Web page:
Ukraine’s economy is suffering enormous losses from russian aggression. And as the war moves into a protracted phase, prospects become increasingly gloomy. Every day, the state spends approximately UAH 2 bln on the army. We are losing the same amount because of the economic consequences of the war.

According to the estimates of the Ministry of Economy and KSE, at the beginning of June, the direct losses of the Ukrainian economy exceeded USD 103 bln, and the total losses due to the decline in GDP, the suspension of investments, the outflow of labor, additional expenses for protection and social support amounted to more than half a trillion dollars.

If in March, the IMF predicted a 10% drop in Ukraine’s economy this year, then in April, this percentage increased to 35.

What should Ukraine do in this complex, multifaceted situation to survive the imminent economic crisis — how to fill the budget?

Of course, the first source of compensation for losses should be the confiscated assets of the rf in Ukraine and the world — the aggressor should literally pay for the crimes committed. Currently, a group of specialists formed by the President with the engagement of TI Ukraine experts are developing proposals for legal instruments to compensate for losses. However, obviously, the main source of funds for economic recovery will be international financial assistance. World leaders are already discussing the idea of developing a new “Marshall Plan” for Ukraine, and several countries have offered to help rebuild some of the affected regions.

However, external support will not always be provided. We must identify internal points of resistance for recovery. These can include the recovery and activity of small and medium-sized businesses, relocation, the establishment of production of products with high added value, exports, and preferential business conditions. Another stable source of income should be privatization. In particular, privatization of non-strategic enterprises was identified as one of the items of the government program “Reconstruction of Ukraine.”

Long before the full-scale invasion, the government presented a number of state-owned companies for large-scale privatization. However, due to the unfavorable investment climate, the influence of Ukrainian oligarchs, and the war in the east of Ukraine, investors did not rush to such auctions, in particular, the sale of the UMCC. Some assets were never put up for sale. And in May of this year, one of the most attractive objects — the President-Hotel — was completely removed from privatization and returned to the State Management of Affairs.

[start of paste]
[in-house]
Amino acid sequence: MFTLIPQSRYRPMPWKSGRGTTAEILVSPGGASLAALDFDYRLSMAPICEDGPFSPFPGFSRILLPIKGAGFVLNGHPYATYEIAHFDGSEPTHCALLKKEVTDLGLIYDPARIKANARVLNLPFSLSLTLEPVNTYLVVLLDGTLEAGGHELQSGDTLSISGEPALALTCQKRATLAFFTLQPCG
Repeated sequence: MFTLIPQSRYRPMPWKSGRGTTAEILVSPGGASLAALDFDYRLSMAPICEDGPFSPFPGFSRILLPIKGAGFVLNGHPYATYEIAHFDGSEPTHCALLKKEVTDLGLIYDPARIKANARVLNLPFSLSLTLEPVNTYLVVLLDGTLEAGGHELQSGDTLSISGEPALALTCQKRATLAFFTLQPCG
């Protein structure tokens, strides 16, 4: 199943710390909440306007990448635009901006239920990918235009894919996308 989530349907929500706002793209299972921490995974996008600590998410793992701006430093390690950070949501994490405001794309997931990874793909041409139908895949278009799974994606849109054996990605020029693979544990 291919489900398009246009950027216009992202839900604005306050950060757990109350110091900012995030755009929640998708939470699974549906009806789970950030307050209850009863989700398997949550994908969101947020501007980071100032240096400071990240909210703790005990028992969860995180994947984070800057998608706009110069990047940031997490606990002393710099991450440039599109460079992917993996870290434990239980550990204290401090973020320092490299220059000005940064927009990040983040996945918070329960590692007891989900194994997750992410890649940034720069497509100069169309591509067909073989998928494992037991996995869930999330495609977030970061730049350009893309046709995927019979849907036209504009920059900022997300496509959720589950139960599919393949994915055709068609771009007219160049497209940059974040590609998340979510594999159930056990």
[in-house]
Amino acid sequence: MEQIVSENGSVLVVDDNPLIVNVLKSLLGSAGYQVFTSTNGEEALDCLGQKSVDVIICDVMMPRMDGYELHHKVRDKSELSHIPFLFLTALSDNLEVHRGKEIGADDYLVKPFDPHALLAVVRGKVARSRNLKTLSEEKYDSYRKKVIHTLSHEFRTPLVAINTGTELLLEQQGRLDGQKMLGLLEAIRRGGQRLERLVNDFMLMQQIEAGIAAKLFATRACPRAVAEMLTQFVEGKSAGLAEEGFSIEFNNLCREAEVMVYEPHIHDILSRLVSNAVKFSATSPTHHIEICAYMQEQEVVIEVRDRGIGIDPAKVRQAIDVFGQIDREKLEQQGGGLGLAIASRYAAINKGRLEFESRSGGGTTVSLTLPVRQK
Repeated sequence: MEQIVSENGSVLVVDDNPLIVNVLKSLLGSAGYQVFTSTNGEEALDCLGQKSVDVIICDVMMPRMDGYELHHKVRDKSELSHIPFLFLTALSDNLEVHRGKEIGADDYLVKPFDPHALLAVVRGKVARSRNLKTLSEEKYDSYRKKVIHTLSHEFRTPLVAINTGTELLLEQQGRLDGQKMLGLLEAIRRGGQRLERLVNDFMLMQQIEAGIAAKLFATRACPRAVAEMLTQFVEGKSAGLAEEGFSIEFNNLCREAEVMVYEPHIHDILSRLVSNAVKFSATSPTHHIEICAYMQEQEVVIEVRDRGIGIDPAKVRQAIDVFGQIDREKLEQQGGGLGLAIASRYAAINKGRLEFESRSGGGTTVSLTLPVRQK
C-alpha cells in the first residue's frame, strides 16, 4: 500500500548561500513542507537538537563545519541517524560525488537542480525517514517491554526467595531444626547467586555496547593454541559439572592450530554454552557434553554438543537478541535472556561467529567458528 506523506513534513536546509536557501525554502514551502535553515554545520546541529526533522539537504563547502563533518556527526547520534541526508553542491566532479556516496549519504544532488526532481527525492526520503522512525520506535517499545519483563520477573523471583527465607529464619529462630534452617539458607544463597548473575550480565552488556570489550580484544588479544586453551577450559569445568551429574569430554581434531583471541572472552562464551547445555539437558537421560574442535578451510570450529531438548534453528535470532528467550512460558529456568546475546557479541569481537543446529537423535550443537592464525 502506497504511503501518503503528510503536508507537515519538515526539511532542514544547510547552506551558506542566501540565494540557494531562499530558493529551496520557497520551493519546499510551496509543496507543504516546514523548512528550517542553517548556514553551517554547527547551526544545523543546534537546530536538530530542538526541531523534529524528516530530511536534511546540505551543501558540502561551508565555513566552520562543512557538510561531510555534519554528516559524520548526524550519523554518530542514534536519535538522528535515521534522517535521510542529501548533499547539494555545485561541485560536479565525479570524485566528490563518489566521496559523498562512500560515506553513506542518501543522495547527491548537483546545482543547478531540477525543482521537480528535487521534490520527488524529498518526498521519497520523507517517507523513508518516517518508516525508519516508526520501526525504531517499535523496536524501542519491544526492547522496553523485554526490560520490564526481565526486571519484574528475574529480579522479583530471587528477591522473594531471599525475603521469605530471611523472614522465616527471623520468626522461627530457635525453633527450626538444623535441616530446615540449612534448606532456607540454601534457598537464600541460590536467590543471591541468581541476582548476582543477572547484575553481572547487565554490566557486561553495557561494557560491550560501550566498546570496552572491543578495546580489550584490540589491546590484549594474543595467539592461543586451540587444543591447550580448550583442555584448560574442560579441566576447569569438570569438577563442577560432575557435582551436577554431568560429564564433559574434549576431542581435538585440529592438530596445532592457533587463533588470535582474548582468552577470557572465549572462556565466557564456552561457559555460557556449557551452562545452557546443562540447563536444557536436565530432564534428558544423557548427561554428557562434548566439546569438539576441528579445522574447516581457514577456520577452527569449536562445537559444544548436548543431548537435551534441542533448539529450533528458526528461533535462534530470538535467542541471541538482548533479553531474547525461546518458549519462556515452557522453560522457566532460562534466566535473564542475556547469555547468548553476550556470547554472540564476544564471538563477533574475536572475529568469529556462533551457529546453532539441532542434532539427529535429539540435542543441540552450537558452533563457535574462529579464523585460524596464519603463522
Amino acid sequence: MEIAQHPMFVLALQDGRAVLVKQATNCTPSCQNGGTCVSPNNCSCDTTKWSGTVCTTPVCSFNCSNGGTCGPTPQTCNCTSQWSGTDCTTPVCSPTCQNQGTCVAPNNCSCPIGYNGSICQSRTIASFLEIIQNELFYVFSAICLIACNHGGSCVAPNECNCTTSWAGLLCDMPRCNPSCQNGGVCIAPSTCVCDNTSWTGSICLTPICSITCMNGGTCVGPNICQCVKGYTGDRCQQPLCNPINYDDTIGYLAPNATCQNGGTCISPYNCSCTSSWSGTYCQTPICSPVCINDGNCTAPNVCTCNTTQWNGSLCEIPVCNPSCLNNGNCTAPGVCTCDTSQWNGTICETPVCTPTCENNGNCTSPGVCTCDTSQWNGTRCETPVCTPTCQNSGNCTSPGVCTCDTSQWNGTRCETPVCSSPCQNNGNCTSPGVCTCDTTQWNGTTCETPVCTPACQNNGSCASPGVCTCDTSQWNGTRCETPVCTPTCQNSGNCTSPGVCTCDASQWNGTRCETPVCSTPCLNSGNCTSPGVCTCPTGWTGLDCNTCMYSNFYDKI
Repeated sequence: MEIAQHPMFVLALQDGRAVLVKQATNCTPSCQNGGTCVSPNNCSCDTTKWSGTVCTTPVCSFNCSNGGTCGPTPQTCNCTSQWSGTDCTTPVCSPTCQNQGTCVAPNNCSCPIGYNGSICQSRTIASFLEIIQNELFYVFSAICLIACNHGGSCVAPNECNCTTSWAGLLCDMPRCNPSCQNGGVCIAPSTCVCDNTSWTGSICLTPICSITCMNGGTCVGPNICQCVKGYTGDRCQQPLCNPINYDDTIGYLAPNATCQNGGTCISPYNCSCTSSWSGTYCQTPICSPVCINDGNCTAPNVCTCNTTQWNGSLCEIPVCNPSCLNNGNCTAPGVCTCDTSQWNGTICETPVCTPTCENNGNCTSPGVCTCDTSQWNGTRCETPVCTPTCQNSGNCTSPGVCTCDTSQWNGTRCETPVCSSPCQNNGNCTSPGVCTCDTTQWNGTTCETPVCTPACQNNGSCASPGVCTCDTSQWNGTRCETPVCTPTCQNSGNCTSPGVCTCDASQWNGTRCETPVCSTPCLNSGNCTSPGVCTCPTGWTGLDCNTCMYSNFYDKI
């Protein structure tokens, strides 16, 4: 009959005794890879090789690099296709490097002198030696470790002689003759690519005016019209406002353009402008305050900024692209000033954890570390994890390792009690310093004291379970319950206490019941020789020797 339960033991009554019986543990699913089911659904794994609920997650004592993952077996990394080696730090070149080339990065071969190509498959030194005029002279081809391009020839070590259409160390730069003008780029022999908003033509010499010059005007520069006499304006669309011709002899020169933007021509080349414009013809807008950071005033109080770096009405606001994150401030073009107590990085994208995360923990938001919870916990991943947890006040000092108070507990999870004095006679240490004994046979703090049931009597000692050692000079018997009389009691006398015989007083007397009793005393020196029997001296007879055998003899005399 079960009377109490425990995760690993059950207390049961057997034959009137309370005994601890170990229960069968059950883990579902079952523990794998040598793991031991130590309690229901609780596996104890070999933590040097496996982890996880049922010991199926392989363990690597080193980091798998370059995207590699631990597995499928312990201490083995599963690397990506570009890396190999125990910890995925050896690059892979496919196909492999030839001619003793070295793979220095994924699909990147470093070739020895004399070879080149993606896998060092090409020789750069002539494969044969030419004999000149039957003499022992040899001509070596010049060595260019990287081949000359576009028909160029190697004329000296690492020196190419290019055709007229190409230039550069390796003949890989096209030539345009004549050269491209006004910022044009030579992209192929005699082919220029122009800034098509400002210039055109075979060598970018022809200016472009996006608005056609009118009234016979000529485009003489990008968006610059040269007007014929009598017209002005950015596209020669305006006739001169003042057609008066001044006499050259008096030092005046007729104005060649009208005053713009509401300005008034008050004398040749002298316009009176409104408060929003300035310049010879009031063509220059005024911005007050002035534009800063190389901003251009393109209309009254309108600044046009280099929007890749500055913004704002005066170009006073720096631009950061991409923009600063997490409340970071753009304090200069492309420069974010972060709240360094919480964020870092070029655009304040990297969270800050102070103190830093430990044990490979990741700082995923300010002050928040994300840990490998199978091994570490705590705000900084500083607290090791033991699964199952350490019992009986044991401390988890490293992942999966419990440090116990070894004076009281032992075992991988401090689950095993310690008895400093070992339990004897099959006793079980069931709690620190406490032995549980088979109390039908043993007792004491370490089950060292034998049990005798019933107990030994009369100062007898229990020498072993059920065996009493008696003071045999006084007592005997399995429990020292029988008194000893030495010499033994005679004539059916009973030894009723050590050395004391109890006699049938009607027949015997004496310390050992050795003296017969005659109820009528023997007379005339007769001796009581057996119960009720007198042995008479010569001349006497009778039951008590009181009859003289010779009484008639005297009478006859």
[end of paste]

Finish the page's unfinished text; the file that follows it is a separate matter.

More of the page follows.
In response to our request, the Ministry of Economy justified such a decision with the martial law and the need to ensure the effective operation of the hotel in the conditions of war. However, is it necessary to have another large hotel in the center of Kyiv to perform the tasks and functions assigned to the SMA? And will the State Management of Affairs ensure the effective management of this object and, most importantly, the income from the hotel?

Privatization of the President-Hotel: history and prospects

For ten years, there have been attempts to sell the 4-star President-Hotel. Each year, PrAT shares were included in the list for privatization, but in vain. The lessees blocked the sale through the court, the buyers did not come. Over time, the hotel got dilapidated, but retained its investment attractiveness because it:

  • is located in the central business district of the capital;
  • has a significant number of rooms and the largest area of conference infrastructure among the main business hotels of Kyiv;
  • is profitable (except for quarantine years) and has no tax debts.

Although the state owns 100% of the shares of the hotel, since 2009, the private company has gained actual control over it — the complex was transferred for long-term lease until 2034. Interestingly, at the time of the conclusion of the agreement, the hotel was under the management of the State Management of Affairs.

The privatization advisor recommended that the lease be terminated, as this would help to increase the value of the asset. However, the tenant did not intend to terminate the relationship voluntarily, so the need arose to go to court. There was a reason for this — the tenant repeatedly violated the terms of the agreement: did not always pay the rent on time and in full. Despite this, the courts of first and appellate instances illegally denied the claims.